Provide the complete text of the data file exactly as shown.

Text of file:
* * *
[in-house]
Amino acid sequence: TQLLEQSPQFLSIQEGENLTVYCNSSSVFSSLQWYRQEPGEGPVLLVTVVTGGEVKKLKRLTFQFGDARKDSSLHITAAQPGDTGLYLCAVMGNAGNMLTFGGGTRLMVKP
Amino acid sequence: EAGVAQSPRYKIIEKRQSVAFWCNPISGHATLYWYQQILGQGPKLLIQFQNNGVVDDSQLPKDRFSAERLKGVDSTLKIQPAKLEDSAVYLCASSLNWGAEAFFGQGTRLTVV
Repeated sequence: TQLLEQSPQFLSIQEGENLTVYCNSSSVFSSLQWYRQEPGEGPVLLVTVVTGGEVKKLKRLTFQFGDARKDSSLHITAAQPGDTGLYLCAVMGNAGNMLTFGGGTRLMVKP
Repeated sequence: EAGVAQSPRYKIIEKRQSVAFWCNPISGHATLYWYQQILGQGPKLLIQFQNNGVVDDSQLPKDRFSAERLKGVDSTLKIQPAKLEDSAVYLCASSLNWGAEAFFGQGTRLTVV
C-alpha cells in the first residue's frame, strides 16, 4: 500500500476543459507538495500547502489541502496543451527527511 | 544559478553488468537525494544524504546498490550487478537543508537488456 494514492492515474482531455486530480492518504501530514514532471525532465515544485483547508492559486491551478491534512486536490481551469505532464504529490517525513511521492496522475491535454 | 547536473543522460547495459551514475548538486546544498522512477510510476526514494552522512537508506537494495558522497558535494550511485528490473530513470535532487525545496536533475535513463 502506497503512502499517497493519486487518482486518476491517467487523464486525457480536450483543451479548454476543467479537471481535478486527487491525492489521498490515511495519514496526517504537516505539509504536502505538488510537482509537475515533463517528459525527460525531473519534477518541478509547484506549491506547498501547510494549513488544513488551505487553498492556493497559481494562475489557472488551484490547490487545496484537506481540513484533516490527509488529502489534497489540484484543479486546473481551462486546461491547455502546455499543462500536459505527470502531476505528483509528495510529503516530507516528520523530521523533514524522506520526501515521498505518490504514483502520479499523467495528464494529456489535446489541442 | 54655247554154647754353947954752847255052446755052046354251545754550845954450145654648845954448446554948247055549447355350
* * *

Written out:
[in-house]
Amino acid sequence: TQLLEQSPQFLSIQEGENLTVYCNSSSVFSSLQWYRQEPGEGPVLLVTVVTGGEVKKLKRLTFQFGDARKDSSLHITAAQPGDTGLYLCAVMGNAGNMLTFGGGTRLMVKP
Amino acid sequence: EAGVAQSPRYKIIEKRQSVAFWCNPISGHATLYWYQQILGQGPKLLIQFQNNGVVDDSQLPKDRFSAERLKGVDSTLKIQPAKLEDSAVYLCASSLNWGAEAFFGQGTRLTVV
Repeated sequence: TQLLEQSPQFLSIQEGENLTVYCNSSSVFSSLQWYRQEPGEGPVLLVTVVTGGEVKKLKRLTFQFGDARKDSSLHITAAQPGDTGLYLCAVMGNAGNMLTFGGGTRLMVKP
Repeated sequence: EAGVAQSPRYKIIEKRQSVAFWCNPISGHATLYWYQQILGQGPKLLIQFQNNGVVDDSQLPKDRFSAERLKGVDSTLKIQPAKLEDSAVYLCASSLNWGAEAFFGQGTRLTVV
C-alpha cells in the first residue's frame, strides 16, 4: 500500500476543459507538495500547502489541502496543451527527511 | 544559478553488468537525494544524504546498490550487478537543508537488456 494514492492515474482531455486530480492518504501530514514532471525532465515544485483547508492559486491551478491534512486536490481551469505532464504529490517525513511521492496522475491535454 | 547536473543522460547495459551514475548538486546544498522512477510510476526514494552522512537508506537494495558522497558535494550511485528490473530513470535532487525545496536533475535513463 502506497503512502499517497493519486487518482486518476491517467487523464486525457480536450483543451479548454476543467479537471481535478486527487491525492489521498490515511495519514496526517504537516505539509504536502505538488510537482509537475515533463517528459525527460525531473519534477518541478509547484506549491506547498501547510494549513488544513488551505487553498492556493497559481494562475489557472488551484490547490487545496484537506481540513484533516490527509488529502489534497489540484484543479486546473481551462486546461491547455502546455499543462500536459505527470502531476505528483509528495510529503516530507516528520523530521523533514524522506520526501515521498505518490504514483502520479499523467495528464494529456489535446489541442 | 54655247554154647754353947954752847255052446755052046354251545754550845954450145654648845954448446554948247055549447355350